11/19/2010 | DARRYL ROSSER
Sagus is championing this effort. We have found many public and private partners along the way who share our vision. What follows is our story, and the results of our journey thus far.
Inadequate educational funding, government bureaucracy, unions, failure to keep up with the fast pace of changing societal norms, lack of parent engagement - all have been cited as causes for the breakdown in our educational system. Educators have tweaked many elements to try to "fix the system." As a private partner to education, Sagus has considered what we can do to have a positive impact on America's education system. Sagus has been a supplier of educational furniture to kindergarten through 12th grade schools for over 40 years. Until recent years, we considered our role as simply that of being a good supplier of furniture to schools -- offering competitively priced, quality products, which are delivered on time. A couple of years ago, we broadened our mission. We began to engage with educators to better understand their challenges and what they need to successfully educate in today's changing world. We found a willing and eager partner as we entered these discussions. We found many educators who are passionate about teaching, yet frustrated with the lack of funding and the inability to provide the proper tools and environment for learning.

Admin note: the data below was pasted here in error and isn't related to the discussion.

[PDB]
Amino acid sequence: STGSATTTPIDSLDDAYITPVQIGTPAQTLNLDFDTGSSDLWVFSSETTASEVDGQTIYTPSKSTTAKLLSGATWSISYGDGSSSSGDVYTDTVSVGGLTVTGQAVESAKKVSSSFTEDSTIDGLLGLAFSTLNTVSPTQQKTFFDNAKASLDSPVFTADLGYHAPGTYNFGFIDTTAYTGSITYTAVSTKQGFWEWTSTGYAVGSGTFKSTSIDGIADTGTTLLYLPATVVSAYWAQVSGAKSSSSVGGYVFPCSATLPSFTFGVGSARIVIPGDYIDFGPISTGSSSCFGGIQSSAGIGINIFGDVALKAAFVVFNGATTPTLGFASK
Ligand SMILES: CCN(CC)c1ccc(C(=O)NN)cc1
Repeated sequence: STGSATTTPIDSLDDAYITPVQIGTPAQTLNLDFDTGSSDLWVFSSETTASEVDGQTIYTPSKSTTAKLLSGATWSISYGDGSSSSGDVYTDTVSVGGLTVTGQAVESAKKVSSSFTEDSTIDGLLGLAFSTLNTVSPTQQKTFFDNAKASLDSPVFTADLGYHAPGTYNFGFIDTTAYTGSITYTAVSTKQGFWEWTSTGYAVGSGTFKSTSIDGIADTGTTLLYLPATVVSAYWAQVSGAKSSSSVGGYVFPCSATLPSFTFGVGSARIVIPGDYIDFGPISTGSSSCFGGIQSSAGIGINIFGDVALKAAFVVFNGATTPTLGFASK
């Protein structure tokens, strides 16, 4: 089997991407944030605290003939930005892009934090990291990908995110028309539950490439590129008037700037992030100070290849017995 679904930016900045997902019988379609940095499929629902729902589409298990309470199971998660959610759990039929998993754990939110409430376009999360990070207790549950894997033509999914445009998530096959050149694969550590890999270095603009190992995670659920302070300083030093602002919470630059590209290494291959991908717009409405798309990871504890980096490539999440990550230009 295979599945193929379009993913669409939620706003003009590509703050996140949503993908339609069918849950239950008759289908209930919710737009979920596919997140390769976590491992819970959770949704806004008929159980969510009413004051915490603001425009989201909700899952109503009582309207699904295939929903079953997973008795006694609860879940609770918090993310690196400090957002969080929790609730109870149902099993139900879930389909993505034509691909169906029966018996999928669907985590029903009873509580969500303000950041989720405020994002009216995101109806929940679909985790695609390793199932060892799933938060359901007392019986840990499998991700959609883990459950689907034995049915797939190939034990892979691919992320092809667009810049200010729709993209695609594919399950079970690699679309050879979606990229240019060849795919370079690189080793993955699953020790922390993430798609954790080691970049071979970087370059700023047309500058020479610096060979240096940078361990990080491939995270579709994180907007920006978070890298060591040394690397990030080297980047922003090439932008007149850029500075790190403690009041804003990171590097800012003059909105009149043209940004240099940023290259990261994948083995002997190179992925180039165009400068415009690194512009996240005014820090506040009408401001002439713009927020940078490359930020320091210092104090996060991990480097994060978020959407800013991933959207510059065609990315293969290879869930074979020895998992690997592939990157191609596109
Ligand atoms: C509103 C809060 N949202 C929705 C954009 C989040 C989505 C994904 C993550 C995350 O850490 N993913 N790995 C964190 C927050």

On a personal level, I have been engaged in a number of turnaround companies. These are companies who had specific business units that had fallen behind in performance. Their quality had become inferior; their deliveries were not meeting customer expectations; profits were at unacceptable levels; and employee morale was in the pits. As I have engaged with the management teams at these companies, one of the first things that I have found to be important in turning around results is to change the environment in which the employees work -- improve the lighting; replace carpet; paint the walls; replace or repair worn equipment; and give the employees the tools they need to perform their work. I have found that, without exception, when you make these changes, performance of the business improves in all measures of success -- improved quality, deliveries, profits and morale. It only makes sense to me that if this works ini our businesses, it should work in our schools. So, we set out to prove that theory.